And because the sound has to travel through the plastic, it vibrates the bottom portion of the case and sounds somewhat muffled - not to mention the volume output isn't as high either. With that being said, I don't think this issue should be considered as a deal breaker because to be honest the audio quality is perfectly doable considering this is a waterproof case. Pro tip #2: When not around water, open up the Lightning connector latch to improve the sound quality. As small as it may be, it does make a considerable difference in how clear the audio sounds.
Part of what makes using the Fre so enjoyable is that with the help of the iPad mini's extremely thin and slick form factor, the Fre has been designed to match it as close as possible resulting in a case that surprisingly does not feel bulky to use or hold. So yes it's got some meatiness to it which in the iPad mini's case is always a good thing, the Fre feels great to hold thanks to its rubberized exterior and tapered edges. Who needs shoulder straps when you've got such tremendous grip and an ample resting area for your fingers and hands to grab hold of.
Although the Lightning connector port is unusually recessed beyond saving, it is big enough to accommodate Apple's micro-USB to Lightning adapter as well as other third party connectors that are similar in design.
Another addition that is new to the iPad mini version of the Fre case is the more convenient to use tethered headphone jack port plug which requires no screwing and simply flips open. In case you haven't noticed, unlike the iPhone 5 variant, the iPad mini case doesn't come with a threaded headphone jack adapter which is strange when in fact the port is highly recessed and hard to reach using a normal or angled 3.5mm plug. Only very slim straight plugs will fit when the Fre case is installed so be prepared to purchase a compatible adapter if you've got headphones with L-shaped, bulky plugs. The least LifeProof could have done was to include an adapter. What a shame.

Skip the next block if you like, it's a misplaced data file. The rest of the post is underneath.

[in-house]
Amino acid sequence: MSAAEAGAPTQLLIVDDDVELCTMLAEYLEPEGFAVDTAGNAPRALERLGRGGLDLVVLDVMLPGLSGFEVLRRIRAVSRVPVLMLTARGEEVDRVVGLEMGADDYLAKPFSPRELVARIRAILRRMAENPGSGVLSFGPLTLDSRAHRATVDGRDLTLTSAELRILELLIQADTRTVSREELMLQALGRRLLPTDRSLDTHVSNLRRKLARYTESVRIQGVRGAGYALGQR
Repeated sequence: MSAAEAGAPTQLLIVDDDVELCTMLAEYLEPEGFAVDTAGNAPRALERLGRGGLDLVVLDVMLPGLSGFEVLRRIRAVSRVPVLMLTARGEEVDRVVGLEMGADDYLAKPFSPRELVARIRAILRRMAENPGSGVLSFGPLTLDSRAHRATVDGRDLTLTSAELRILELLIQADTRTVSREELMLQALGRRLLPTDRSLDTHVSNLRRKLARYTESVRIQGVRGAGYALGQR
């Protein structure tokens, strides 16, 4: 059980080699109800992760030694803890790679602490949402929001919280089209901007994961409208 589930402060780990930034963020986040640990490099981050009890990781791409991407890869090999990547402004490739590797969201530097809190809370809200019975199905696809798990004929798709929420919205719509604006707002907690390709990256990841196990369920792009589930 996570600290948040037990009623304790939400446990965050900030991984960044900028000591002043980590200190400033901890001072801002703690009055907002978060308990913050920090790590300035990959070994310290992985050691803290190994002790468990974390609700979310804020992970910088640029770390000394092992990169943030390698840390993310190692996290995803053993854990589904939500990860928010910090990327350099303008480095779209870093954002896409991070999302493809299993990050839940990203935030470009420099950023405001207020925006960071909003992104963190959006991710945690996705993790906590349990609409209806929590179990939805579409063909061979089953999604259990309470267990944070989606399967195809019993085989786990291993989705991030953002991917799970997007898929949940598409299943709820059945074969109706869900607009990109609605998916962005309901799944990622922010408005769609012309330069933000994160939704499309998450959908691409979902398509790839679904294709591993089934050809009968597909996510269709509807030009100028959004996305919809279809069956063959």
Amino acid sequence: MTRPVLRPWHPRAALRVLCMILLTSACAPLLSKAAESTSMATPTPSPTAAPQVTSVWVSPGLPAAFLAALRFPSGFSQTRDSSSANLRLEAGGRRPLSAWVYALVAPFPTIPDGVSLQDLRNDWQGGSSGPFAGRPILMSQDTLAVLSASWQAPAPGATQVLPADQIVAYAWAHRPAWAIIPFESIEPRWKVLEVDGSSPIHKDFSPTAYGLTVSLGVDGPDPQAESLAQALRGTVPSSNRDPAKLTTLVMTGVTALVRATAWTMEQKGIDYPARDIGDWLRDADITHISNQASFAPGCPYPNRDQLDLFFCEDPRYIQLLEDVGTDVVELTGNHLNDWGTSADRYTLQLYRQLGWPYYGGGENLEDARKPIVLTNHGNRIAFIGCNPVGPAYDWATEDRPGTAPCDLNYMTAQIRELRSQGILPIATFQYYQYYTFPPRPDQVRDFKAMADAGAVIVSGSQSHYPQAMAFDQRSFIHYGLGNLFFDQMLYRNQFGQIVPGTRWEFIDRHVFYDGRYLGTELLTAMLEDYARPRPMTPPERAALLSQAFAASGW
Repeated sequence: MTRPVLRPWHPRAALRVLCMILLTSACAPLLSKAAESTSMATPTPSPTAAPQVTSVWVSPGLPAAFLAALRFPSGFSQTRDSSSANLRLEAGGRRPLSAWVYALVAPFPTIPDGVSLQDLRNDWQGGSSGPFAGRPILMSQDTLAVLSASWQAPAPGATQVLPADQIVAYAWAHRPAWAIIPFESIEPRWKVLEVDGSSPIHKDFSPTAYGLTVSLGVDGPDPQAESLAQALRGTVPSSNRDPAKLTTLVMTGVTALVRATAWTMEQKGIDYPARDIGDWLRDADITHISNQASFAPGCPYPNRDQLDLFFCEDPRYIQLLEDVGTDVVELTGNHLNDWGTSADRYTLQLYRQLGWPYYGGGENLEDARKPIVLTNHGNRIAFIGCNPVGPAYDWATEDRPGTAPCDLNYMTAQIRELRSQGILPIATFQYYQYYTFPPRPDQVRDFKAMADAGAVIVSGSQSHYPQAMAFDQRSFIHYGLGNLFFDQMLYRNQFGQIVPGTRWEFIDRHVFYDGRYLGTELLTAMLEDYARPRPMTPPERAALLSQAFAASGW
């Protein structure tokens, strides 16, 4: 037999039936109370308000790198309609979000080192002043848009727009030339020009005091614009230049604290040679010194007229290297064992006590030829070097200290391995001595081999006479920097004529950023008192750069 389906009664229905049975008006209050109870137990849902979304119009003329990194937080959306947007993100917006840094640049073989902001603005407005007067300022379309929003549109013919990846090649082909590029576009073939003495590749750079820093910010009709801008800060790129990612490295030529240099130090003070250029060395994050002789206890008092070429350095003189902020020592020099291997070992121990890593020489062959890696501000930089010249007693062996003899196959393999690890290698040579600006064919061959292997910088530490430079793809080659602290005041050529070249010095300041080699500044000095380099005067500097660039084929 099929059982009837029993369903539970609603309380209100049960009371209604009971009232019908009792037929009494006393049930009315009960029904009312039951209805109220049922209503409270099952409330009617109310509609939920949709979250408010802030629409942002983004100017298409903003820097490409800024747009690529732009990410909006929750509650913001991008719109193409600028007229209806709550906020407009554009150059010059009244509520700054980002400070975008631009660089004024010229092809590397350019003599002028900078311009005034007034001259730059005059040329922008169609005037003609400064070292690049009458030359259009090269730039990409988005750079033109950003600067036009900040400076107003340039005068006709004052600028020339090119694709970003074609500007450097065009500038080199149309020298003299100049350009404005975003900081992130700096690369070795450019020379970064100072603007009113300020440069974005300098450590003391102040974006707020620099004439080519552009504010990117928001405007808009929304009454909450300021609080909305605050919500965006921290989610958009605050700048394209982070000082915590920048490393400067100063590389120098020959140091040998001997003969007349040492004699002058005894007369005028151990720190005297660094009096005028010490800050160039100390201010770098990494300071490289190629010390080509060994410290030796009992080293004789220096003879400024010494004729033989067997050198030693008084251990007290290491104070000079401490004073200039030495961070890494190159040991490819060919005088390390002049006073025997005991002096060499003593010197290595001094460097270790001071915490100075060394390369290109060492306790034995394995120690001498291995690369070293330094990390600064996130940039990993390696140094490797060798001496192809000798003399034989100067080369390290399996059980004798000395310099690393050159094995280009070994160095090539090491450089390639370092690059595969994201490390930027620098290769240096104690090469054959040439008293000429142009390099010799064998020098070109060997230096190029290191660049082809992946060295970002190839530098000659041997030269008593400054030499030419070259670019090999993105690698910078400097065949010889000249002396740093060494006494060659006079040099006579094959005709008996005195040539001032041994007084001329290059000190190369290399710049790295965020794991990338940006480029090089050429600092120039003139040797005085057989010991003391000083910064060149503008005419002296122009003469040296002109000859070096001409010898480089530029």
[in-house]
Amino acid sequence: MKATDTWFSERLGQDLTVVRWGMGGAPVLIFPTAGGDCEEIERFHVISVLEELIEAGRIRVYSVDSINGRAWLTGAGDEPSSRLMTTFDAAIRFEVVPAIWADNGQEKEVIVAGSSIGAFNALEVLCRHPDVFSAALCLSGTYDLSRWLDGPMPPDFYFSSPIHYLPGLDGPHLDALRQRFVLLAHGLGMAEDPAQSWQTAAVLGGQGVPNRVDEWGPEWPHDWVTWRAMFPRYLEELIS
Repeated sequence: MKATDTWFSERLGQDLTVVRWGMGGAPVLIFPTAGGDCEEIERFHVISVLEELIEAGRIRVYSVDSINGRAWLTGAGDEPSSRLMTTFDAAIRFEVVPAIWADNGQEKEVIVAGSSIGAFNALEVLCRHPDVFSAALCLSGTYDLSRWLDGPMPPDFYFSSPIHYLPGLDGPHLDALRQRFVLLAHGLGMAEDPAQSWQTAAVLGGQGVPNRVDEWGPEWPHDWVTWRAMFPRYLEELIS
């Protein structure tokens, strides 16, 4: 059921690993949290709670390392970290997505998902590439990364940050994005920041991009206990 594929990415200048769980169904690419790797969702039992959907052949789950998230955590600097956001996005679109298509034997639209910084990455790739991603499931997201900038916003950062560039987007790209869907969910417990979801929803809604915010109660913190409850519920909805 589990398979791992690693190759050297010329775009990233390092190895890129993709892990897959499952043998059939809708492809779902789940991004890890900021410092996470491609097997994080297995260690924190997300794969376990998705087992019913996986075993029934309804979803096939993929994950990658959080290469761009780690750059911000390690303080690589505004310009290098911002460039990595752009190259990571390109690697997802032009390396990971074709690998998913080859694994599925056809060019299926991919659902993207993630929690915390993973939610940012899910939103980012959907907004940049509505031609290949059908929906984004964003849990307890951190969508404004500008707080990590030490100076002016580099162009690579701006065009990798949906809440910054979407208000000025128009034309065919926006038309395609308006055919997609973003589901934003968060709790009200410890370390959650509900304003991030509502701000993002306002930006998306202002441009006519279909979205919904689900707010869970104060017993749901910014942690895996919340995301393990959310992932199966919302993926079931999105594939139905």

The Fre's dimpled home button has been perfected into the built-screen protector making pressing the button flawless. It's the same type of dimple found on LifeProof's iPhone cases. And while that has not changed, the Fre for the iPad mini does incorporate a new silent/rotation lock switch which is really easy to flip on and off. As for the volume and sleep/wake buttons, they require more effort when pressed but are still acceptably manageable and offer a tactile response as expected.
Like the Nuud case for the iPad 4, the Fre case for the iPad mini features four strap mounting points where you can attach the included shoulder strap in either horizontal or vertical orientation. The strap is fairly easy to attach to the Fre and locks into place securely.
In addition, the Fre also has a side mounting attachment which is concealed by removable rubber strips in which you can attach LifeProof's optional Smart Cover-like polyurethane portfolio cover that doubles as a stand for your iPad mini when folded while providing even more screen protection when magnetically closed. But it isn't going to come cheap at $40. Using LifeProof's Smart Cover alternative is somewhat excessive if you ask us, but we're glad it's an option if you'd like to get the most out of your iPad mini as Apple intended through the use of a convenient foldable viewing stand. It's only a shame such an accessory to an accessory is so expensive having already spent $100 on the case itself.
Like all waterproof cases, the Fre has its constricting limitations that you'd have to understand in order to thoroughly enjoy it for what it's worth. So maybe you're not planning on swimming with your iPad mini, but if you're going to be using it for poolside entertainment or simply need a protective case not knowing what your day will be like, the Fre is an all-around great protective case with some caveats you can easily live with. Although taking it apart and putting it back together is the most off-putting caveat of all. So if life-proofing your iPad mini is something you're looking to do, the Fre is a case bred for maximum protection with minimal bulk you can use as an everyday case. However, if you can wait, we suggest that you don't buy the Fre and wait for LifeProof's Nuud case instead. And if you absolutely need a solution right away, the Fre is a good enough ultra-protective case you wouldn't believe could be so slim.